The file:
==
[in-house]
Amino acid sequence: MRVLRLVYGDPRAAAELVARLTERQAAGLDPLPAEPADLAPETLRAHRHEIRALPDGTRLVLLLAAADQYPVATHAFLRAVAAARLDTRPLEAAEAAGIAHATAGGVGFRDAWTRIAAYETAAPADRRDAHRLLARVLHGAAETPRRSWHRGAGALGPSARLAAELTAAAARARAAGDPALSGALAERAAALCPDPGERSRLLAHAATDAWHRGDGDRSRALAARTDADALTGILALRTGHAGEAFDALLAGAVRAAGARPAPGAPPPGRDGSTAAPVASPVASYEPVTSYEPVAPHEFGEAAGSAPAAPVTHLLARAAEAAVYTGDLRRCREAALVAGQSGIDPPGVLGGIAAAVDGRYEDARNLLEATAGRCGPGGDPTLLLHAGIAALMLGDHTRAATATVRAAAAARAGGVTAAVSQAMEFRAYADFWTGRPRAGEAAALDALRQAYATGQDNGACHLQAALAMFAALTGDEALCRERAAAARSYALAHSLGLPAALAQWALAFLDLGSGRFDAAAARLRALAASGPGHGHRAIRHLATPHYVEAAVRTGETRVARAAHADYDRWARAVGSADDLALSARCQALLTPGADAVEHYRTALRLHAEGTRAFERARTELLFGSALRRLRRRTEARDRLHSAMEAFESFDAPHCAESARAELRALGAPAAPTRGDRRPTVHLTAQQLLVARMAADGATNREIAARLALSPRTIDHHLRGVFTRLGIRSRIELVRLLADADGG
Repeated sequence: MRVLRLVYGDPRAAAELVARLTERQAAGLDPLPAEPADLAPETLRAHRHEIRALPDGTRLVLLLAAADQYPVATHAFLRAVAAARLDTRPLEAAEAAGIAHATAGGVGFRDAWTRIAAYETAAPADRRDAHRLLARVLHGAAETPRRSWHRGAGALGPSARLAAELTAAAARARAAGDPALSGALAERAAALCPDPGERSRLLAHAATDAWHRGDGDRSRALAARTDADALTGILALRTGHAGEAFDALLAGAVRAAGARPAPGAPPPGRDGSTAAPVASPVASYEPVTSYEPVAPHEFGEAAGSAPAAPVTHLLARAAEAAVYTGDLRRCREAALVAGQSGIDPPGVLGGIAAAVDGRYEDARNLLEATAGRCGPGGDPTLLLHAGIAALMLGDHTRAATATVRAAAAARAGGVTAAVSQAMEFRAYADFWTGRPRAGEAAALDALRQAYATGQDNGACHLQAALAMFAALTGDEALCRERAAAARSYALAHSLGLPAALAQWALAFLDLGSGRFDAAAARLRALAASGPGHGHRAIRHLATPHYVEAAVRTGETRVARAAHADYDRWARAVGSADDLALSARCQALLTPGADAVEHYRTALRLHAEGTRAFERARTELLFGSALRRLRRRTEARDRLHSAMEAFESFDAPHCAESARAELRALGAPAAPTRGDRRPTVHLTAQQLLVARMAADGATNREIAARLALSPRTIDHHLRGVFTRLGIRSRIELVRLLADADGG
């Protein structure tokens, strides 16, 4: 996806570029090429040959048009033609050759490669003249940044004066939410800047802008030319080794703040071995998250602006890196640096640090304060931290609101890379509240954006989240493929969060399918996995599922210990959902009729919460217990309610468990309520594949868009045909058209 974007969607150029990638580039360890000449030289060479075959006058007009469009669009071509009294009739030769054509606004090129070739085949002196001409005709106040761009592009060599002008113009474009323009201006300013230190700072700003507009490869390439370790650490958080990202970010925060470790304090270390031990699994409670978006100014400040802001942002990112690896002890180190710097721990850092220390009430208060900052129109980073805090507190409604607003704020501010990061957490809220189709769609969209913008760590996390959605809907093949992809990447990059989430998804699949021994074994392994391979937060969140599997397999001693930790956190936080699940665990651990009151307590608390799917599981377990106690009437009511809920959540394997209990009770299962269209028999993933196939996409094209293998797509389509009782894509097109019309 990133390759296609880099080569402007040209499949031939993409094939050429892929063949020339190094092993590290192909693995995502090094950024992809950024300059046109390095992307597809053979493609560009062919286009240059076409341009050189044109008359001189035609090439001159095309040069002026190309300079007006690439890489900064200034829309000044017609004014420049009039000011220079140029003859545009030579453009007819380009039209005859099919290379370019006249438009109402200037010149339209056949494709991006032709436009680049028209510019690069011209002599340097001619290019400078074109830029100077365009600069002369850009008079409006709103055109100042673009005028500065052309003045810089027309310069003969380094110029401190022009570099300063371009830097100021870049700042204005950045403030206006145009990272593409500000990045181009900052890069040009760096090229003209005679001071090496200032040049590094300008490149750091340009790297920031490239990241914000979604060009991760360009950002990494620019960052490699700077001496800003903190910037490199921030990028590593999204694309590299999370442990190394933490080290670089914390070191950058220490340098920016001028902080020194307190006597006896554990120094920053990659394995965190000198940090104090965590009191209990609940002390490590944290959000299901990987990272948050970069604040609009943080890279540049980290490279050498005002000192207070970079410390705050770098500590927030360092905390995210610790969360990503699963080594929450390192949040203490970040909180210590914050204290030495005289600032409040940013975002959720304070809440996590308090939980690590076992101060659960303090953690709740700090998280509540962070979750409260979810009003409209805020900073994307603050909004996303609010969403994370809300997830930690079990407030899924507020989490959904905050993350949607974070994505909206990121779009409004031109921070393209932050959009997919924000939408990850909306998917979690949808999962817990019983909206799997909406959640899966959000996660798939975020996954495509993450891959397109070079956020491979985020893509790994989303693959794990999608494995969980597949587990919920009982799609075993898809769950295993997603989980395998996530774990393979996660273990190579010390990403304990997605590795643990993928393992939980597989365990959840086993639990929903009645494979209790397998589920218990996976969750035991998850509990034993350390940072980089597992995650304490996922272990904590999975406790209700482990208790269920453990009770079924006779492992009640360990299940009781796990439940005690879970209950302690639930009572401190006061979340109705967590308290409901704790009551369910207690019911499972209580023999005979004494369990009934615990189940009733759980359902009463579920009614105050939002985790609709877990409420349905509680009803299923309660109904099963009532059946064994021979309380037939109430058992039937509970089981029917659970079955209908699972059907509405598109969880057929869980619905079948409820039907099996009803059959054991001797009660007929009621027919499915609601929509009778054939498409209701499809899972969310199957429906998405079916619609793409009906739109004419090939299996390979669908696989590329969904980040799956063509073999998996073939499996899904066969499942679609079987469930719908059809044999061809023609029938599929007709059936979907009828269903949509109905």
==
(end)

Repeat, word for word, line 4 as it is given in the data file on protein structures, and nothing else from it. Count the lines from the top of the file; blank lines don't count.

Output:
């Protein structure tokens, strides 16, 4: 996806570029090429040959048009033609050759490669003249940044004066939410800047802008030319080794703040071995998250602006890196640096640090304060931290609101890379509240954006989240493929969060399918996995599922210990959902009729919460217990309610468990309520594949868009045909058209 974007969607150029990638580039360890000449030289060479075959006058007009469009669009071509009294009739030769054509606004090129070739085949002196001409005709106040761009592009060599002008113009474009323009201006300013230190700072700003507009490869390439370790650490958080990202970010925060470790304090270390031990699994409670978006100014400040802001942002990112690896002890180190710097721990850092220390009430208060900052129109980073805090507190409604607003704020501010990061957490809220189709769609969209913008760590996390959605809907093949992809990447990059989430998804699949021994074994392994391979937060969140599997397999001693930790956190936080699940665990651990009151307590608390799917599981377990106690009437009511809920959540394997209990009770299962269209028999993933196939996409094209293998797509389509009782894509097109019309 990133390759296609880099080569402007040209499949031939993409094939050429892929063949020339190094092993590290192909693995995502090094950024992809950024300059046109390095992307597809053979493609560009062919286009240059076409341009050189044109008359001189035609090439001159095309040069002026190309300079007006690439890489900064200034829309000044017609004014420049009039000011220079140029003859545009030579453009007819380009039209005859099919290379370019006249438009109402200037010149339209056949494709991006032709436009680049028209510019690069011209002599340097001619290019400078074109830029100077365009600069002369850009008079409006709103055109100042673009005028500065052309003045810089027309310069003969380094110029401190022009570099300063371009830097100021870049700042204005950045403030206006145009990272593409500000990045181009900052890069040009760096090229003209005679001071090496200032040049590094300008490149750091340009790297920031490239990241914000979604060009991760360009950002990494620019960052490699700077001496800003903190910037490199921030990028590593999204694309590299999370442990190394933490080290670089914390070191950058220490340098920016001028902080020194307190006597006896554990120094920053990659394995965190000198940090104090965590009191209990609940002390490590944290959000299901990987990272948050970069604040609009943080890279540049980290490279050498005002000192207070970079410390705050770098500590927030360092905390995210610790969360990503699963080594929450390192949040203490970040909180210590914050204290030495005289600032409040940013975002959720304070809440996590308090939980690590076992101060659960303090953690709740700090998280509540962070979750409260979810009003409209805020900073994307603050909004996303609010969403994370809300997830930690079990407030899924507020989490959904905050993350949607974070994505909206990121779009409004031109921070393209932050959009997919924000939408990850909306998917979690949808999962817990019983909206799997909406959640899966959000996660798939975020996954495509993450891959397109070079956020491979985020893509790994989303693959794990999608494995969980597949587990919920009982799609075993898809769950295993997603989980395998996530774990393979996660273990190579010390990403304990997605590795643990993928393992939980597989365990959840086993639990929903009645494979209790397998589920218990996976969750035991998850509990034993350390940072980089597992995650304490996922272990904590999975406790209700482990208790269920453990009770079924006779492992009640360990299940009781796990439940005690879970209950302690639930009572401190006061979340109705967590308290409901704790009551369910207690019911499972209580023999005979004494369990009934615990189940009733759980359902009463579920009614105050939002985790609709877990409420349905509680009803299923309660109904099963009532059946064994021979309380037939109430058992039937509970089981029917659970079955209908699972059907509405598109969880057929869980619905079948409820039907099996009803059959054991001797009660007929009621027919499915609601929509009778054939498409209701499809899972969310199957429906998405079916619609793409009906739109004419090939299996390979669908696989590329969904980040799956063509073999998996073939499996899904066969499942679609079987469930719908059809044999061809023609029938599929007709059936979907009828269903949509109905």